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Biology of Growth of Domestic Animals

Biology of Growth of Domestic Animals
by Colin G. Scanes
Blackwell Publishing, 2003

Iowa State University animal sciences professor Colin G. Scanes has written extensively on growth hormones and endocrinology, particularly for the poultry industry. In this text designed for advanced courses in agriculture and animal sciences, he surveys the latest advances in knowledge of growth biology for the full range of domestic animals, from livestock to pets.

The origins of domesticated livestock date back at least 11,000 years to an area in what is now Iraq where sheep were first reared and pastured by neolithic humans. Since then, domestication has spread throughout the word and come to include cattle, dogs, horses, pigs and poultry. This man-animal relationship is reviewed in the early chapters before it delves into the fundamental biological process of growth and reproduction that are critical to livestock production.

"This volume covers the fundamental process of growth both from a systems viewpoint and at the organ level," Scanes explains in his Preface. "The interface of growth with other disciplines -- including nutrition, genetics, and environment/management -- are considered, as are specific aspects of growth in livestcok and companion animal species."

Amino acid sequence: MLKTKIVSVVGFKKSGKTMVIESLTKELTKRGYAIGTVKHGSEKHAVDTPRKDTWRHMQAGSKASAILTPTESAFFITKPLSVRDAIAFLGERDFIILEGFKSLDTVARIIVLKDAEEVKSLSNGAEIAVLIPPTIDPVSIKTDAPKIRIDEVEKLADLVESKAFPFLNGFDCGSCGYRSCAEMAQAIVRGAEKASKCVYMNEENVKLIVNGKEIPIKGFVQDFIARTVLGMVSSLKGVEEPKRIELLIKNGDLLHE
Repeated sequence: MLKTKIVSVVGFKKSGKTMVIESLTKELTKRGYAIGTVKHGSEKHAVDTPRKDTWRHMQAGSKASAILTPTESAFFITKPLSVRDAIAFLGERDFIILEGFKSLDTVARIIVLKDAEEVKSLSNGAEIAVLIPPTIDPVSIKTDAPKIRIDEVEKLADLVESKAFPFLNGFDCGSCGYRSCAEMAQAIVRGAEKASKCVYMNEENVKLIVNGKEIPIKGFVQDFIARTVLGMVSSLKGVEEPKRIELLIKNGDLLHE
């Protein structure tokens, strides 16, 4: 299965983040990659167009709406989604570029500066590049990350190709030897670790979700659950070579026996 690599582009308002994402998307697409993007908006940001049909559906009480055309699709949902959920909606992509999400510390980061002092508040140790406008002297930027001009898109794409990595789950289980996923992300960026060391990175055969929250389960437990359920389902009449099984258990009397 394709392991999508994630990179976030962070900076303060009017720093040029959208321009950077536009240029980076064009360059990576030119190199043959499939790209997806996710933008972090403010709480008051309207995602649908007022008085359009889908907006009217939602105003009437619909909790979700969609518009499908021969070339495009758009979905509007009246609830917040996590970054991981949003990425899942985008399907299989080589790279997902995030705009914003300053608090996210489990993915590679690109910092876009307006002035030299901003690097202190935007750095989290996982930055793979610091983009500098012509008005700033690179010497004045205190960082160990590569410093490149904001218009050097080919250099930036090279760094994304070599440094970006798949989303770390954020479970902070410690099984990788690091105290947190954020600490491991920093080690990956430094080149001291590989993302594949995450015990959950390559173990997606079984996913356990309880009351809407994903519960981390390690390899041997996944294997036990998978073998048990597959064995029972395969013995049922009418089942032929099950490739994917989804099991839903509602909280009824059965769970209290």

Scanes and other contributors to the text cover critically examine the physiological, cellular and molecular processes of production and companion animals as they grow and mature. Livestock producers, as well as dog and horse breeders, will find valuable insights in these pages. 

Biology of Growth of Domestic Animals

Genetic Selection for Lean Growth

One of the prime considerations in the meast industry is to produce -- at the least cost -- the highest quantity of muscle tissue for conversion to meat. Since growth and carcass characteristics are moderately highly heritable, it is possible to achieve improvement in carcass composition using genetic selection. 

Selection for improved growtrh rate and carcass composition will typically result in improvement in these traits. Animal scientists must be aware of changes in metabolism of muscle that are associated with improvement in growth and monitor how those changes will impact the quality of the product.

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